Epidermal growth factor receptors (EGFR) play an important role in cell growth and development. Signaling from the EGFR has many effects including cell growth and division, proliferation and angiogenesis. EGFRs are inappropriately expressed or highly expressed in a variety of human tumors including breast, brain, prostate and others. Overexpression of the EGFR has been associated with advanced tumor stage, resistance to standard therapies and, in some tumors, with poor patient prognosis. The critical role of EGFR in both normal and abnormal cell growth and development necessitates a clear understanding of the regulation of its' expression. We hypothesize that changes in transcription factors interacting with the EGFR promoter leads to increased expression in the absence of gene amplification. Our research focuses on two projects seeking to understand the factors that regulate EGFR expression during normal cell growth and in cancer. We seek to determine the transcription factors involved in EGFR gene regulation and to examine their role in cancer. We further seek to understand how GC-binding factor 2 (GCF2), a repressor of EGFR expression, decreases the activity of cellular and viral promoters. We initially characterized the EGFR promoter region as a GC-rich, TATA-less regulatory region with multiple transcription initiation sites and specificity protein 1 (Sp1) binding sites. Many DNA-binding factors have been identified that interact with the promoter region including p53, activator protein 2 (AP2) and interferon regulated factor 1 (IRF-1). We have determined the roles of activator protein 1 (AP-1), p63 and early growth response gene 1 (egr-1) in regulating EGFR expression. We determined that AP-1 bound to at least seven sites in the promoter and partially mediated phorbol ester induced EGFR expression. We found that the p53 homologue, p63, repressed EGFR expression through protein-protein interactions with Sp1, an activator of EGFR expression. Egr-1 was determined to increase endogenous EGFR expression. Furthermore, we were able to show that upregulation of egr-1 during hypoxia leads to increased EGFR expression. Additionally, we determined that nuclear factor kappa B (NF-kB) bound to the EGFR promoter but did not transactivate. Expression of the EGFR is regulated by p53. The p53 homologue, p73, has a high degree of homology and possibly similar functions. Analysis of p73 in ovarian carcinoma cell lines has revealed that 71% of invasive tumors and 92% of borderline tumor tissues express elevated levels of p73 transcript and protein. This increased level of p73 expression and the association of EGFR with a more invasive and metastatic phenotype has prompted us to determine if p73 regulates EGFR expression in ovarian cancer cells. We hypothesize that increased p73 expression in ovarian cancer leads to increased EGFR expression. Using transient transfection experiments, we determined that increased p73-alpha expression resulted in a 4 - 5 fold increase in EGFR promoter activity. Consistent with this finding was a similar increase in the endogenous EGFR level. We further determined that p73-alpha binds to the previously defined EGFR p53 response element. Mutation of this element abrogates the p73 induction. We have cloned and characterized GCF2, a transcriptional repressor. We have determined the GCF2 binding site in the EGFR promoter and shown that GCF2 can partially inhibit AP2 activation of EGFR promoter activity. In addition, we have shown that GCF2 was able to bind to a highly structured RNA element TAR (transactivation response element) that is located at the 5' end of nascent HIV transcripts. GCF2 inhibits activation of the HIV-1 LTR by a small regulatory protein, Tat, which is required for efficient transcription of genes linked to the HIV-1 LTR. We further determined that the amino terminal region of GCF2 was required to repress the Tat-mediated enhancement of the HIV-1 LTR and that GCF2 can also decrease basal HIV-1 LTR activity. We have also identified two additional members of the GCF2 family, GCF2-SK (skeletal muscle) and GCF2-SM (smooth muscle). GCF2-SK is encoded by a 2.9 kilobase mRNA found predominantly in skeletal muscle and heart tissues. GCF2-SM is encoded by a 2.4 kilobase mRNA found in most tissues. GCF2-SK appears to repress expression from several promoters while GCF2-SM does not. Analysis of these gene products should aid in understanding the function of GCF2.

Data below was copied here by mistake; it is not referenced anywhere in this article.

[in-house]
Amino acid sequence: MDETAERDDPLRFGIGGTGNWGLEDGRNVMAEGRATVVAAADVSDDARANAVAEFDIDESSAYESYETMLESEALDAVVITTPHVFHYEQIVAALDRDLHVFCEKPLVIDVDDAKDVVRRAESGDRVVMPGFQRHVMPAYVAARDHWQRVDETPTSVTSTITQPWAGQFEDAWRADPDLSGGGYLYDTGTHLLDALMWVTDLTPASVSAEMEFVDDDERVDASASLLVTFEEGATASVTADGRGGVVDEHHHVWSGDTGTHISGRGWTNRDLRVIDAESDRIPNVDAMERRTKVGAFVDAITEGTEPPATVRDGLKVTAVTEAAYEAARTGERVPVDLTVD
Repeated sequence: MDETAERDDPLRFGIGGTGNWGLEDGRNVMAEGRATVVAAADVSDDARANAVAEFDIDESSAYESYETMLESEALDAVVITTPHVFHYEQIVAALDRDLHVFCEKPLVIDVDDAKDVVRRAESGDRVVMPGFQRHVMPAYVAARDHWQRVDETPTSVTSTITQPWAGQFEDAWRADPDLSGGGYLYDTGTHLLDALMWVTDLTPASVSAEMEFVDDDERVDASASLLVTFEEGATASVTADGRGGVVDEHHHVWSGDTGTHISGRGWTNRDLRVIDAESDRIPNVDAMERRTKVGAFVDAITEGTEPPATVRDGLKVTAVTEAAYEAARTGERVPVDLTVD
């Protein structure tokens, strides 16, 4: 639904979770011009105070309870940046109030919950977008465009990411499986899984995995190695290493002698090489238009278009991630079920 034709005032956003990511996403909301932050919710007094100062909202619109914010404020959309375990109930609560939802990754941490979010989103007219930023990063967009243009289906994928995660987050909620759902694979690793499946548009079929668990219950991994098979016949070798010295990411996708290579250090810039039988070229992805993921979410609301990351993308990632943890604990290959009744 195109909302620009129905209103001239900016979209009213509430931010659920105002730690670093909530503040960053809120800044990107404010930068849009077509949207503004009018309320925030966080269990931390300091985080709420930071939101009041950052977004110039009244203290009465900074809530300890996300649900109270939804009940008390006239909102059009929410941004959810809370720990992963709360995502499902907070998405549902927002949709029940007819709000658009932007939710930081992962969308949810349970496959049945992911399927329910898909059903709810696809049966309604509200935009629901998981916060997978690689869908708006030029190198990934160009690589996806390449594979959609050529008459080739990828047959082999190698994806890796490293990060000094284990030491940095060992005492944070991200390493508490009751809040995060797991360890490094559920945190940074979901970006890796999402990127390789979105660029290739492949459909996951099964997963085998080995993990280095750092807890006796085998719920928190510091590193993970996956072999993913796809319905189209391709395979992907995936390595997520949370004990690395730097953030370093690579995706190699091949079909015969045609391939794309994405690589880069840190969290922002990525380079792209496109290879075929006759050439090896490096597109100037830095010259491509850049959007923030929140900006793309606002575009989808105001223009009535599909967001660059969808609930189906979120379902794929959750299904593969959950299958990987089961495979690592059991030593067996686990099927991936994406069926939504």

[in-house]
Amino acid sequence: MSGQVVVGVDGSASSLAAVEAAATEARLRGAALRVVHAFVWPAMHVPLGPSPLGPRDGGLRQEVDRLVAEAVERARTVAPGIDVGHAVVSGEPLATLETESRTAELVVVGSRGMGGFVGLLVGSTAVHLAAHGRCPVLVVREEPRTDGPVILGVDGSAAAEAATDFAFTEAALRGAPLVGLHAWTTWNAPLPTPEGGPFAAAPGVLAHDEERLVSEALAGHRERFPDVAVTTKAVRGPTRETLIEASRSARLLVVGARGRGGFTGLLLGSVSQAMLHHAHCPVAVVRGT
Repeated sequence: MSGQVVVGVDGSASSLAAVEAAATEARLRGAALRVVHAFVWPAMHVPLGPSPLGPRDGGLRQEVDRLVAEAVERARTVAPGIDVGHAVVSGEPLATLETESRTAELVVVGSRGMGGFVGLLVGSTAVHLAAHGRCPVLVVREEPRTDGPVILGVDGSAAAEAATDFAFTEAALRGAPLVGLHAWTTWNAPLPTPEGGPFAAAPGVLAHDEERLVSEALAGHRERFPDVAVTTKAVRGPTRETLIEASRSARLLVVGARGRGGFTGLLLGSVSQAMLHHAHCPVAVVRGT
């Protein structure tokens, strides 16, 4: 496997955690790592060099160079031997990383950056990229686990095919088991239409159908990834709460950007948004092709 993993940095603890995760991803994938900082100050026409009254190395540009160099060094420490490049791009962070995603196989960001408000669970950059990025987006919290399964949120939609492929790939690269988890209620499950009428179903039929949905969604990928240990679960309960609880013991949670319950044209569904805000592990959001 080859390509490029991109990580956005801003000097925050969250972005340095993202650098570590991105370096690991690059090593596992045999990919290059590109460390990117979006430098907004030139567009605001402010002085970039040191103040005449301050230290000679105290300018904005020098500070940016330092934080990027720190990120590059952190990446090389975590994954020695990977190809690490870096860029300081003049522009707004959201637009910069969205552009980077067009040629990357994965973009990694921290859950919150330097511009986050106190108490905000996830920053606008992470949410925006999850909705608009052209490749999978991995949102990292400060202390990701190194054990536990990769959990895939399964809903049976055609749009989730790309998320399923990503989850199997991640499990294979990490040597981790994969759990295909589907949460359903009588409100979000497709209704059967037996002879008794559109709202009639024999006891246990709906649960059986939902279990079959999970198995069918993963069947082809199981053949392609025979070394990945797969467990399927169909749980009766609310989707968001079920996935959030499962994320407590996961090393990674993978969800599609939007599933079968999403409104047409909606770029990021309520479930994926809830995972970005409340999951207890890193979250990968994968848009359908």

National Institute of Health (NIH)
Division of Basic Sciences - NCI (NCI)
Intramural Research (Z01)
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Basic Sciences
United States
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Nishi, Hirotaka; Neta, Gila; Nishi, Katsura H et al. (2003) Analysis of the epidermal growth factor receptor promoter: the effect of nuclear factor-kappaB. Int J Mol Med 11:49-55
Rikiyama, Toshiki; Curtis, Joseph; Oikawa, Masaya et al. (2003) GCF2: expression and molecular analysis of repression. Biochim Biophys Acta 1629:15-25
Nishi, H; Senoo, M; Nishi, K H et al. (2001) p53 Homologue p63 represses epidermal growth factor receptor expression. J Biol Chem 276:41717-24
Johnson, A C; Murphy, B A; Matelis, C M et al. (2000) Activator protein-1 mediates induced but not basal epidermal growth factor receptor gene expression. Mol Med 6:17-27
Liu, X W; Katagiri, Y; Jiang, H et al. (2000) Cloning and characterization of the promoter region of the rat epidermal growth factor receptor gene and its transcriptional regulation by nerve growth factor in PC12 cells. J Biol Chem 275:7280-8
Khachigian, L M; Santiago, F S; Rafty, L A et al. (1999) GC factor 2 represses platelet-derived growth factor A-chain gene transcription and is itself induced by arterial injury. Circ Res 84:1258-67